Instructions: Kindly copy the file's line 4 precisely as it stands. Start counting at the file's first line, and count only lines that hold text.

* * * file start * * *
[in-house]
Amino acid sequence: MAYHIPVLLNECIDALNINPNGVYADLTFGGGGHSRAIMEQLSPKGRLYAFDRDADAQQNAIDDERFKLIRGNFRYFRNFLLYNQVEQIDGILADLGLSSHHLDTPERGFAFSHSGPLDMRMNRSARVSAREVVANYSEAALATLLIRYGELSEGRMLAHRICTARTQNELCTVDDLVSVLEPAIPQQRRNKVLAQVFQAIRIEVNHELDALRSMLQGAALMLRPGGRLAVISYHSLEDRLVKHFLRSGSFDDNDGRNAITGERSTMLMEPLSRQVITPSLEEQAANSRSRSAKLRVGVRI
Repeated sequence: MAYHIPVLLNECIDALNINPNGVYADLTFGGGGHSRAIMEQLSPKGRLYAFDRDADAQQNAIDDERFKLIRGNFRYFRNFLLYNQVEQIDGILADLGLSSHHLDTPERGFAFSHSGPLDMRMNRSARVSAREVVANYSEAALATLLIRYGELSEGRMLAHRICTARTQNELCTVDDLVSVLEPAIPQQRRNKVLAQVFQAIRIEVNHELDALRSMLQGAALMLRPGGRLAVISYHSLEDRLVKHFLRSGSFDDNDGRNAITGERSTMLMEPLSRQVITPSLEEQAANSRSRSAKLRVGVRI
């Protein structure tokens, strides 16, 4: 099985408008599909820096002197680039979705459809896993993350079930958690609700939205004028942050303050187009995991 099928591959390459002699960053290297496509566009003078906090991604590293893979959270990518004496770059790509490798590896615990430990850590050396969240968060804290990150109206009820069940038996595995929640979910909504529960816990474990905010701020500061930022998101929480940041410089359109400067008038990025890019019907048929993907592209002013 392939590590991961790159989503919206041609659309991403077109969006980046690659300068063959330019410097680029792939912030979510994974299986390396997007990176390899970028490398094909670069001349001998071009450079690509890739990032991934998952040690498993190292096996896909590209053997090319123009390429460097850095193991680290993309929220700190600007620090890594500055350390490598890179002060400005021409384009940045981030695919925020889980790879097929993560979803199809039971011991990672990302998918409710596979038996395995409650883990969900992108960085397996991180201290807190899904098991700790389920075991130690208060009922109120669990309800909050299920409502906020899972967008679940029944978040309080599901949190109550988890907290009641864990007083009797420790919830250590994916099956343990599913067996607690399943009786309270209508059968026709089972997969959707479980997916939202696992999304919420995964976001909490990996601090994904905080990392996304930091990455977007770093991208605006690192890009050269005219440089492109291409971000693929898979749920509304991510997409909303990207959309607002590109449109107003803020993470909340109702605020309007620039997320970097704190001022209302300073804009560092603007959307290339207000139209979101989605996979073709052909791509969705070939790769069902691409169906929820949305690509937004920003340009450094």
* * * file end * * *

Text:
């Protein structure tokens, strides 16, 4: 099985408008599909820096002197680039979705459809896993993350079930958690609700939205004028942050303050187009995991 099928591959390459002699960053290297496509566009003078906090991604590293893979959270990518004496770059790509490798590896615990430990850590050396969240968060804290990150109206009820069940038996595995929640979910909504529960816990474990905010701020500061930022998101929480940041410089359109400067008038990025890019019907048929993907592209002013 392939590590991961790159989503919206041609659309991403077109969006980046690659300068063959330019410097680029792939912030979510994974299986390396997007990176390899970028490398094909670069001349001998071009450079690509890739990032991934998952040690498993190292096996896909590209053997090319123009390429460097850095193991680290993309929220700190600007620090890594500055350390490598890179002060400005021409384009940045981030695919925020889980790879097929993560979803199809039971011991990672990302998918409710596979038996395995409650883990969900992108960085397996991180201290807190899904098991700790389920075991130690208060009922109120669990309800909050299920409502906020899972967008679940029944978040309080599901949190109550988890907290009641864990007083009797420790919830250590994916099956343990599913067996607690399943009786309270209508059968026709089972997969959707479980997916939202696992999304919420995964976001909490990996601090994904905080990392996304930091990455977007770093991208605006690192890009050269005219440089492109291409971000693929898979749920509304991510997409909303990207959309607002590109449109107003803020993470909340109702605020309007620039997320970097704190001022209302300073804009560092603007959307290339207000139209979101989605996979073709052909791509969705070939790769069902691409169906929820949305690509937004920003340009450094």